Robert Streb missed out on a trophy when he finished second at the PGA Tour’s Greenbrier Classic last week, but he played well enough to cash in on a potentially bigger reward – a trip to the British Open.
How’s that for a consolation prize?
“It was nice to have a good week,” Streb said in a phone interview. “I was obviously on the wrong side of the fence to start the week and trying to find some good golf. I wish I would have finished it a little better down the stretch, but it was a good week and it was great to qualify for the British Open.”
It’s been a hectic few weeks for Streb, a former K-State golfer who now lives in Shawnee. Not long ago, he had work to do to clinch his PGA Tour card for next season. But with that no longer an issue, he took a more relaxed approach into the John Deere Classic and is now hoping for a strong showing overseas.
This will be Streb’s third British Open. He had the time of his life in his first appearance at St. Andrews, where he opened with a 66 and finished 18th in the 2015 field. A year later, he missed the cut after rounds of 74 and 73.
He hopes to use those experiences to his advantage starting Thursday at Royal Birkdale.
“It is kind of its own beast,” Streb said of the British Open. “It’s just a little bit different style of golf. You don’t have any trees, just high grass. And the bunkers, you don’t really want to be in those. You spend a lot of time trying to fight your golf ball and chasing it around all over the place instead of flying it to this point or that point. It takes a different approach.”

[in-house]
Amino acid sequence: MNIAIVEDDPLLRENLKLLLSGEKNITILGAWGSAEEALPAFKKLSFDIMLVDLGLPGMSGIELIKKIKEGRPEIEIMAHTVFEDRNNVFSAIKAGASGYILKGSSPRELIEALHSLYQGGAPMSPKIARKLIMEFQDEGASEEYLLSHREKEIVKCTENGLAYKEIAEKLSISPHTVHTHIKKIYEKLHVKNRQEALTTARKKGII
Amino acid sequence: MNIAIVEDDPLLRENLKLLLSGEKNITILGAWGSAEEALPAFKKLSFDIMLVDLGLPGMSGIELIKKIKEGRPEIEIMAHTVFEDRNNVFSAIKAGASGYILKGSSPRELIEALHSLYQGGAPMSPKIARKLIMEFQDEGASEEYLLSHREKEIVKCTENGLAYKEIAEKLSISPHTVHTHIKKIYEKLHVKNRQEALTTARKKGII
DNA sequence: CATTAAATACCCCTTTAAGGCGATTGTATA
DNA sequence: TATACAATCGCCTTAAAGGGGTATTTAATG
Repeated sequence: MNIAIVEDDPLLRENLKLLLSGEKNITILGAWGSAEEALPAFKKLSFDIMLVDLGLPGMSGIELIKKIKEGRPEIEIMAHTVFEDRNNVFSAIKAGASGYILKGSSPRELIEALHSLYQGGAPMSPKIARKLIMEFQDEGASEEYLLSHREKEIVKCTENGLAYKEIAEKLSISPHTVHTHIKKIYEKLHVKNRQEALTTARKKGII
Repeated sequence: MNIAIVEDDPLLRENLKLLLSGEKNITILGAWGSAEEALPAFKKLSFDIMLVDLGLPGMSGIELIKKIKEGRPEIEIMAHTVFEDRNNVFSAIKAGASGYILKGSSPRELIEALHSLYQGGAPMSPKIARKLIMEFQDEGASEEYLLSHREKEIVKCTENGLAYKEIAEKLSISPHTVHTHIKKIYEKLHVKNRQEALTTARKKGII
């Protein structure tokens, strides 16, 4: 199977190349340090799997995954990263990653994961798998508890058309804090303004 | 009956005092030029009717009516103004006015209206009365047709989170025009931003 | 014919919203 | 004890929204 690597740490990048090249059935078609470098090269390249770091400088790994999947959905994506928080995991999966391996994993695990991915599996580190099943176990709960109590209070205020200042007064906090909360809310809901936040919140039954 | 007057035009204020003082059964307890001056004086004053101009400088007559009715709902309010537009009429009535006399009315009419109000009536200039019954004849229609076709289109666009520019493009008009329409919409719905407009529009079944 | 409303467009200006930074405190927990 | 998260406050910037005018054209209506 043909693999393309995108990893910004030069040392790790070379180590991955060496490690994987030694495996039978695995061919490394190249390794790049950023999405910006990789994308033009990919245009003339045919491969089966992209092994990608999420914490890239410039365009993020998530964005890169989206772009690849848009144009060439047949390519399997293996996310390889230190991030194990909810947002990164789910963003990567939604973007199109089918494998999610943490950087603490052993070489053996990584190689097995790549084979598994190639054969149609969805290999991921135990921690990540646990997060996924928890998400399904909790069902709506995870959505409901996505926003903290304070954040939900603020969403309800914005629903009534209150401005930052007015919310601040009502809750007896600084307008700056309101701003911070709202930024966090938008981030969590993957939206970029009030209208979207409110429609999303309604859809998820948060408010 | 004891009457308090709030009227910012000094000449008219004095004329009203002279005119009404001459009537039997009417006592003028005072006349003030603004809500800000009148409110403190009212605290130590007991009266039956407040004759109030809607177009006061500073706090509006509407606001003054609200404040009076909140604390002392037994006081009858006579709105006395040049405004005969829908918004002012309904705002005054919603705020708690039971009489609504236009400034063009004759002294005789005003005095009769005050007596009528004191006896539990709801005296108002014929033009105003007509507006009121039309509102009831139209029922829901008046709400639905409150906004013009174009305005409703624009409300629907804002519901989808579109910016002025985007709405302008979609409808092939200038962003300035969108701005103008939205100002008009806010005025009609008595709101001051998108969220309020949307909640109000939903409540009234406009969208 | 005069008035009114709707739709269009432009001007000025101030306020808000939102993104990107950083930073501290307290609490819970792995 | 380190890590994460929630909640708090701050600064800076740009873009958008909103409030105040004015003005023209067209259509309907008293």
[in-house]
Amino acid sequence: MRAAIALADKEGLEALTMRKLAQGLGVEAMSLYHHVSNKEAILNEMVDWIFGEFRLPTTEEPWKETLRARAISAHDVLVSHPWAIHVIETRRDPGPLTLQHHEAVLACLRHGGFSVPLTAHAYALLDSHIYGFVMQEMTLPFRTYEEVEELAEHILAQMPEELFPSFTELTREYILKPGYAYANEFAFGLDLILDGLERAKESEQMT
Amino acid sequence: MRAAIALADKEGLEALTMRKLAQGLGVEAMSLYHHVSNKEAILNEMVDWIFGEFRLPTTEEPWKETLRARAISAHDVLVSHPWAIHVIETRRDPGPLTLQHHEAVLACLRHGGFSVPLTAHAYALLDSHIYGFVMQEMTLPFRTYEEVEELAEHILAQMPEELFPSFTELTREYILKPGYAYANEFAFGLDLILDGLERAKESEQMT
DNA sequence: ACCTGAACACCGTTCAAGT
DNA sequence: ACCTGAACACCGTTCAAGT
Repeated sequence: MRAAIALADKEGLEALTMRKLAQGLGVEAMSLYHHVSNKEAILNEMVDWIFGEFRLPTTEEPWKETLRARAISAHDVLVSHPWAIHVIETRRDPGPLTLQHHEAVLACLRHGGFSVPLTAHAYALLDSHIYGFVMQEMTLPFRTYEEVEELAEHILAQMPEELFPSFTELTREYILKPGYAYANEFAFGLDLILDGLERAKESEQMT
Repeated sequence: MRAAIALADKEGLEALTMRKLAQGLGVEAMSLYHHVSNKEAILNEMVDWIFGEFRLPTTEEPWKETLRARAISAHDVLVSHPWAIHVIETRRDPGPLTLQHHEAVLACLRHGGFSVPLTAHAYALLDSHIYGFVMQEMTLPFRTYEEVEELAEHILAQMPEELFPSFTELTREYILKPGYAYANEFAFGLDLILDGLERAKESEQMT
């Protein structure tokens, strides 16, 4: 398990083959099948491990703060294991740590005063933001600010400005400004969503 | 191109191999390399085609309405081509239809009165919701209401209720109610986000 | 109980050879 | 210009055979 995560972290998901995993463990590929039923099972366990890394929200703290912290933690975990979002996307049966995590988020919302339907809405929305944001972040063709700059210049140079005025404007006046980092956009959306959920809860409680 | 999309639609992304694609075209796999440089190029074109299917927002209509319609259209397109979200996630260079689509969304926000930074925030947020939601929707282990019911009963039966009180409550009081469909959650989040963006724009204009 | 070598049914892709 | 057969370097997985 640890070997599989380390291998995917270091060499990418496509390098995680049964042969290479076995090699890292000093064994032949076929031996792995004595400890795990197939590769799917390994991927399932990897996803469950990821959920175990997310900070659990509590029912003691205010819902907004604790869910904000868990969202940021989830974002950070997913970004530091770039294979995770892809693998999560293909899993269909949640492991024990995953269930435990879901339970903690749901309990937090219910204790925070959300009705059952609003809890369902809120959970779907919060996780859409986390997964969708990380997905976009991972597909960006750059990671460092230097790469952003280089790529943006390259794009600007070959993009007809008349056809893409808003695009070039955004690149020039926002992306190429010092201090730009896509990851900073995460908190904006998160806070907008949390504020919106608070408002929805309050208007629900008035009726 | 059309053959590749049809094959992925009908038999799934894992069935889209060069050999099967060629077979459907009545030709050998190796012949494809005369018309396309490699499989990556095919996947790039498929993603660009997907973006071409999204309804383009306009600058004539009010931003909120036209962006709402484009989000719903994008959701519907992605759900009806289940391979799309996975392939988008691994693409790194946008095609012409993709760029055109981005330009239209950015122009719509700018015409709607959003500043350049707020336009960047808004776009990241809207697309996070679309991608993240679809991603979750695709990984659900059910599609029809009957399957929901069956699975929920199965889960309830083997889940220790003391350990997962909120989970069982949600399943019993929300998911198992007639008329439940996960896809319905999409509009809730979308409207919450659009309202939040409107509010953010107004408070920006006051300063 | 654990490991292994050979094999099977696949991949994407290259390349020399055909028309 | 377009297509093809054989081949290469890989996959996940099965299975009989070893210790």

That’s not an easy adjustment, even for the best golfers in the world.
Doing it in long sleeves and rain gear is also a challenge when you’re used to sweating through your polo.
“The weather is usually a bit of a shock,” Streb said. “You go from hot to cold and it just plays a lot different. The wind and rain are just so different. It is kind of like playing in San Francisco.”
The hardest part for Streb: jetlag.
He said he plans to fly to Europe on a charter flight with other American golfers Sunday night, giving him enough time to squeeze in one full practice round while his body adjusts to the time difference.
“The course is a little tough to prep for, but that’s nothing compared to trying to get on the right time zone,” Streb said. “You are six hours forward, so trying to get out of bed is a challenge.”
But it’s one he is looking forward to.
After months of struggles, Streb is back to playing quality golf. He is ready to see how far that can take him on of the sport’s biggest stages.
“There is always a lot more going on at majors,” Streb said. “Extra media, extra coaches, extra family, extra fans and all that fun stuff. You are playing against the best players on great golf courses. That part is a lot of fun, because you get to see how your game stacks up.”
Kellis Robinett: @kellisrobinett